Legal Q & A

Legal Q&A: Of Meeting Minutes and Machines

By Paul G. Sanderson, staff attorney with the New Hampshire Local Government Center's Legal Services and Government Affairs Department

Minutes must be created to record the result of meetings of public bodies in order to comply with the Right to Know Law. However, when recording equipment is used, the issues become more complex, and other statutes become involved. In the end, some decisions need to be made by public bodies about how to record meetings, whether the recordings should be preserved and, if so, in what format. The answers are not always straightforward.

Lapse of Subdivision Performance Bond or Letter of Credit

By David R. Connell, legal services counsel with the New Hampshire Local Government Center's Legal Services and Government Affairs Department

Annual Meeting Warrants: Preparation, Voter Guides, Government Speech and Excessive Advocacy

After months of preparation, it is time to assemble the warrant, the centerpiece of New Hampshire's town meeting. Underlying this process is the fundamental rule of municipal government: municipalities may act only if there is a statute authorizing that action. Girard v. Allenstown, 121 N.H. 268 (1981). This is the key to understanding the statutes regarding the annual meeting. With that in mind, here is an update on some issues regarding the warrant.

Q. Who prepares articles and places them on the warrant?

Local Officials Making Decisions: Understanding Conflicts of Interest and Disqualifying Bias

By Kimberly A. Hallquist, staff attorney with the New Hampshire Local Government Center’s Legal Services and Government Affairs Department

Problem Patrons in the Public Library: Can Anything Be Done?

Legal Q & A: Condominiums and Land Use Controls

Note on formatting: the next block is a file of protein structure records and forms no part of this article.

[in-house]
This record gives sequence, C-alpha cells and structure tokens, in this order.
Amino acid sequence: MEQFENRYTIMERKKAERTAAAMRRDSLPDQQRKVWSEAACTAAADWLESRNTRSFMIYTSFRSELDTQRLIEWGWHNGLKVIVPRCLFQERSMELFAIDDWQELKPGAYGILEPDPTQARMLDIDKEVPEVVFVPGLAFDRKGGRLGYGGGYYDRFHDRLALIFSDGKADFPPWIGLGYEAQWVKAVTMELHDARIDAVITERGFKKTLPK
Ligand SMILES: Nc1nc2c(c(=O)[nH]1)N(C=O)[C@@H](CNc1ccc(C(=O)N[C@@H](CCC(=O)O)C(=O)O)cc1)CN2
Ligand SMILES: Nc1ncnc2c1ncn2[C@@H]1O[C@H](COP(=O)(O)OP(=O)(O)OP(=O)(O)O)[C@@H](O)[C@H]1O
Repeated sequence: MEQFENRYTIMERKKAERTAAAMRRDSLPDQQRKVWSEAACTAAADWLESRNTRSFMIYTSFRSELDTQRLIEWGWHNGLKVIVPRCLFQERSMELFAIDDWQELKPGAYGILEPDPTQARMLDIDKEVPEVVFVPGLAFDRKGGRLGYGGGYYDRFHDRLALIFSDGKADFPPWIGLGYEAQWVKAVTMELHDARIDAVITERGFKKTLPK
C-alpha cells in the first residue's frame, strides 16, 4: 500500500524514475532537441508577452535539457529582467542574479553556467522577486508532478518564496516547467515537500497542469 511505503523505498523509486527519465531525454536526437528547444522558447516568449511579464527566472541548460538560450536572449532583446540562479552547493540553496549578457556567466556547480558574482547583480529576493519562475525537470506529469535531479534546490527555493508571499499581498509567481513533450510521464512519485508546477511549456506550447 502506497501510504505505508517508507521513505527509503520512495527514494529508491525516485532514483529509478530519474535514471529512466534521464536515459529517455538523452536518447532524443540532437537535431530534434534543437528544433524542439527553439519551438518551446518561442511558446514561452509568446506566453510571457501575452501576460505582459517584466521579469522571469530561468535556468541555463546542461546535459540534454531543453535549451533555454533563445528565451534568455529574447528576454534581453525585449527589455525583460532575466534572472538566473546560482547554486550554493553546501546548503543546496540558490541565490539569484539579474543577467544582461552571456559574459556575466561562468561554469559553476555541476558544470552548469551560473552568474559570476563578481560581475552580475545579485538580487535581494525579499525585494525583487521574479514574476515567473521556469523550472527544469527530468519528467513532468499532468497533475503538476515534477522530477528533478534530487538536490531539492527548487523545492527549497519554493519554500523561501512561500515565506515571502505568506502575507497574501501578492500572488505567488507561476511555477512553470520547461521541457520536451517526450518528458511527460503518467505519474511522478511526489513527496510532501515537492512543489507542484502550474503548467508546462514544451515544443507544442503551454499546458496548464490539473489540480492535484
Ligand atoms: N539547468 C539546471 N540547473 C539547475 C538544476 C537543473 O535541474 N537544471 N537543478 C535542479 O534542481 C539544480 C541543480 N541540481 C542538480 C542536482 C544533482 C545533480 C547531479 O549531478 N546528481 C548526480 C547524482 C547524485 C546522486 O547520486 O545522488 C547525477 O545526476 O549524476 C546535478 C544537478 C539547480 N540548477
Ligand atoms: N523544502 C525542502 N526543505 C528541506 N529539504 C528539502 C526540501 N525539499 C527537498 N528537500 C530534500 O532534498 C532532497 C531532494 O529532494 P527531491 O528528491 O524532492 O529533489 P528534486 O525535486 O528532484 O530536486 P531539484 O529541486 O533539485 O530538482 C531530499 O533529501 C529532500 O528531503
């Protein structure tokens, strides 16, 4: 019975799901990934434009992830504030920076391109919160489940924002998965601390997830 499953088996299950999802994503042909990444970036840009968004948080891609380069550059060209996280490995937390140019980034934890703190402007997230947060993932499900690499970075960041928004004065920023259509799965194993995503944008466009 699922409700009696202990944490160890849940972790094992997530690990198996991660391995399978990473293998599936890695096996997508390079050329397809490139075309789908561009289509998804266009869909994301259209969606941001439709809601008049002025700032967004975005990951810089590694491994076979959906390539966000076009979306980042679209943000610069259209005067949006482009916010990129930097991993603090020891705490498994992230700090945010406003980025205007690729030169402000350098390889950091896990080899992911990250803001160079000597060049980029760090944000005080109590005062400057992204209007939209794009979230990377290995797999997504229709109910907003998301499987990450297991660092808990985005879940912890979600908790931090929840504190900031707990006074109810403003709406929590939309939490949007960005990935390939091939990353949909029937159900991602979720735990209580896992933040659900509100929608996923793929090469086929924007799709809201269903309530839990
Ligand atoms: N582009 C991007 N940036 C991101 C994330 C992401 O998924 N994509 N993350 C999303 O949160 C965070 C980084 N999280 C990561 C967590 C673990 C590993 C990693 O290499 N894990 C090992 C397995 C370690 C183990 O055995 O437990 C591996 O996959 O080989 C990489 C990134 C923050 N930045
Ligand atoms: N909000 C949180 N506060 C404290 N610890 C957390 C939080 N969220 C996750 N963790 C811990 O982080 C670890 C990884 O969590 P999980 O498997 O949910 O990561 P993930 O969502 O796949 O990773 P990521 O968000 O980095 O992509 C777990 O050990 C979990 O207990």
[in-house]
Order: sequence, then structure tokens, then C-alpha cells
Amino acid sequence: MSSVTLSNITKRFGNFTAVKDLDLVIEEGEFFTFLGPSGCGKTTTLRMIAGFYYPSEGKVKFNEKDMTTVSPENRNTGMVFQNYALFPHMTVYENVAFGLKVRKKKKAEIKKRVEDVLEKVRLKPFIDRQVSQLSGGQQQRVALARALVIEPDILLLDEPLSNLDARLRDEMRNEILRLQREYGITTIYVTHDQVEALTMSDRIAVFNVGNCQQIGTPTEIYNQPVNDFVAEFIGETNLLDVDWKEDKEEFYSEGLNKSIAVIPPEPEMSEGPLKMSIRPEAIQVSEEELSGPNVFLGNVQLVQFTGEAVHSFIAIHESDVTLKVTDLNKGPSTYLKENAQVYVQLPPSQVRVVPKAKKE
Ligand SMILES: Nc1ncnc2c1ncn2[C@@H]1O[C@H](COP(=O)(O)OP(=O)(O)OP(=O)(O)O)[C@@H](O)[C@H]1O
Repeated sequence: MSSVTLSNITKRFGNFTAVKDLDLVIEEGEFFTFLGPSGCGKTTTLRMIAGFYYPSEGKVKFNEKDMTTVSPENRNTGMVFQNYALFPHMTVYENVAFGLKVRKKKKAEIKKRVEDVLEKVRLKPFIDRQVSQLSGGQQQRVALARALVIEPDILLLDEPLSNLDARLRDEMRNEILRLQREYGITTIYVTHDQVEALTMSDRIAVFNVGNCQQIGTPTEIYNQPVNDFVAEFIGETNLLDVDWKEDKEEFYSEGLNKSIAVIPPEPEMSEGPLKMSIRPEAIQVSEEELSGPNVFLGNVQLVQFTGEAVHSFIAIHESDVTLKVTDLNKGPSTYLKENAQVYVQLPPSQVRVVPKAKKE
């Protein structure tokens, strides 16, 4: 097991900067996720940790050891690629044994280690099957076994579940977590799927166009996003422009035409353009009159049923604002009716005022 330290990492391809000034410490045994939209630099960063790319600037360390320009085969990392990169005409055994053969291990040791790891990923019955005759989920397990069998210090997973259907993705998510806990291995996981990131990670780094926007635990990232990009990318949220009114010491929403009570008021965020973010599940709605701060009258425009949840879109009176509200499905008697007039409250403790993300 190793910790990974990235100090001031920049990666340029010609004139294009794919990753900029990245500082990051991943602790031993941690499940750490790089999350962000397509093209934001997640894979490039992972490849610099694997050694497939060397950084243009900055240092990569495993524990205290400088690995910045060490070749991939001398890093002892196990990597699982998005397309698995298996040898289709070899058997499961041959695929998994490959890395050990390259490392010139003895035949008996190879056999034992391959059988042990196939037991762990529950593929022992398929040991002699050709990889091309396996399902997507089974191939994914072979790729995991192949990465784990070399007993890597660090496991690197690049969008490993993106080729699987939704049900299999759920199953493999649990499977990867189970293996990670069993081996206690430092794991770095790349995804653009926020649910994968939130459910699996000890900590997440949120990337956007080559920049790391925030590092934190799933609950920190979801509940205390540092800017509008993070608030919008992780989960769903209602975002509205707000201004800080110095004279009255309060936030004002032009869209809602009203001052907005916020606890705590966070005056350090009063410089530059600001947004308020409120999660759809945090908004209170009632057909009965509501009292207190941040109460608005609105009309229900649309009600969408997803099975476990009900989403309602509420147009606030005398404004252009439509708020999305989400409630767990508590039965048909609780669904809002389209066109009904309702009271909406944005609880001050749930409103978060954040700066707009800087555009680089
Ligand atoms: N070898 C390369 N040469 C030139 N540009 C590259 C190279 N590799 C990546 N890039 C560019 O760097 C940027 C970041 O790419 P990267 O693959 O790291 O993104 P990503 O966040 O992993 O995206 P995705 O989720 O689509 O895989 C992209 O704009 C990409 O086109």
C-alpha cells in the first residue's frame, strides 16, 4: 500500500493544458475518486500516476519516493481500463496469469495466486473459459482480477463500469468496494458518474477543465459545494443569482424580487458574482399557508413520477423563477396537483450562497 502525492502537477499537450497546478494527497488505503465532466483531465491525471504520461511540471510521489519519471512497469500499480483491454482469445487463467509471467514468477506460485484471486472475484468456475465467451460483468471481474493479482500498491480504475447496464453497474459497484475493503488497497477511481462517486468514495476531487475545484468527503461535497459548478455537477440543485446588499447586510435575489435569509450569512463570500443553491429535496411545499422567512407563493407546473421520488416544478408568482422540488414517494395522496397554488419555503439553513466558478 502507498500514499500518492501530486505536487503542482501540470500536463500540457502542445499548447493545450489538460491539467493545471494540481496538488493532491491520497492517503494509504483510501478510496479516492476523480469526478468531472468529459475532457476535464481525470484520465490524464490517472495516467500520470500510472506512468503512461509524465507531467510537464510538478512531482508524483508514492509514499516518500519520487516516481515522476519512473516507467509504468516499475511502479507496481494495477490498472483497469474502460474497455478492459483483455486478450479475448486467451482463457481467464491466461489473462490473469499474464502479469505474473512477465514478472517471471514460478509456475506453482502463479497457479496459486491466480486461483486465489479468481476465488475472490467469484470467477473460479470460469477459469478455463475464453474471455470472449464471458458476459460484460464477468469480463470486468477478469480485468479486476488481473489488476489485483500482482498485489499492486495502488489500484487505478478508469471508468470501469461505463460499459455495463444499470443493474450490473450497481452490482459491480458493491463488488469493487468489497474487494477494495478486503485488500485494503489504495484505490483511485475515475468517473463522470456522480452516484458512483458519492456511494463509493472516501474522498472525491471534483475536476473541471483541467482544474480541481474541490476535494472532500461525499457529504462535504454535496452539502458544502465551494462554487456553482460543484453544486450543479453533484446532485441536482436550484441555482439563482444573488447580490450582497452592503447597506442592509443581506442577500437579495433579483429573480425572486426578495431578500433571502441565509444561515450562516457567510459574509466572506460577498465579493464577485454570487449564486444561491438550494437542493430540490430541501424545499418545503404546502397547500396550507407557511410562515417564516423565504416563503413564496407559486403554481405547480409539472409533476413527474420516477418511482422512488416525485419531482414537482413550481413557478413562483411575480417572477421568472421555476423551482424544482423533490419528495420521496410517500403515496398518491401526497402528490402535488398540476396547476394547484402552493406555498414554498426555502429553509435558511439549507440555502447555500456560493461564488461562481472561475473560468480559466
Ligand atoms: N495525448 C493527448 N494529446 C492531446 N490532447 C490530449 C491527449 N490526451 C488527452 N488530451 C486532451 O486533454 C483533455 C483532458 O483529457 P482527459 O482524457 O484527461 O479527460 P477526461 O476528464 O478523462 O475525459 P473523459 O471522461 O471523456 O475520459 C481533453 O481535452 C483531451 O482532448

Condominiums have been around for several decades. By now most people understand that a condominium is not a type of apartment building, but a special system of real property ownership that includes individually owned "units" and areas owned in common by the unit owners ("common areas"). In New Hampshire condominiums are controlled comprehensively by RSA 356-B.

Fees for Municipal Services

Municipalities are entitled to charge a wide variety of fees for governmental expenses. As budgets tighten it is more important than ever to understand what fees can be assessed for permits, programs and services and how to properly charge them.

Q. I know that our municipality charges fees for many of the services that we provide, but I don’t understand who sets these fees or how they may be changed over time. Where can I find that information?

Selecting the Rules for Boards of Selectmen

It may be surprising that New Hampshire law says very little about the way a board of selectmen should operate. We receive many questions regarding the role of the chairperson and the rules that govern the board’s procedure. The lack of specificity in the law gives local boards a lot of freedom to define these things. However, this can also mean a board has very little guidance when faced with difficult situations. Here are a few of the questions that have arisen.

Understanding the Recreation Revolving Fund

By Paul Sanderson 

Tax Deeded Property: After the Collector's Deed Is Accepted

By Paul Sanderson

Part I of the discussion of tax deeded properties appeared in the October 2010 issue of New Hampshire Town and City. It addressed the process leading up to issuance of a tax deed. After a tax deed is accepted, a new set of issues arises.

Q. Assuming that the governing body has accepted the collector's deed of real estate, what happens now?

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